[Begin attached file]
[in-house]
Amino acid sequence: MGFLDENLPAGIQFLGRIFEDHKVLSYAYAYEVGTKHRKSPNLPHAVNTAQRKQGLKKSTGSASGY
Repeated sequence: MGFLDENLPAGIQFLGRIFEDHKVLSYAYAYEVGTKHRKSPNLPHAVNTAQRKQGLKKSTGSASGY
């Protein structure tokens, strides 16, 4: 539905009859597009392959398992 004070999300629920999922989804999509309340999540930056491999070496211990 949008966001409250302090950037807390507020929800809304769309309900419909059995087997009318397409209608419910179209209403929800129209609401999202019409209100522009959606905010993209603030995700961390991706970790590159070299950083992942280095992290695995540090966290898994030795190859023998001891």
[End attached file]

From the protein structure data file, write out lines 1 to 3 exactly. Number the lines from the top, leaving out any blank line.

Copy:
[in-house]
Amino acid sequence: MGFLDENLPAGIQFLGRIFEDHKVLSYAYAYEVGTKHRKSPNLPHAVNTAQRKQGLKKSTGSASGY
Repeated sequence: MGFLDENLPAGIQFLGRIFEDHKVLSYAYAYEVGTKHRKSPNLPHAVNTAQRKQGLKKSTGSASGY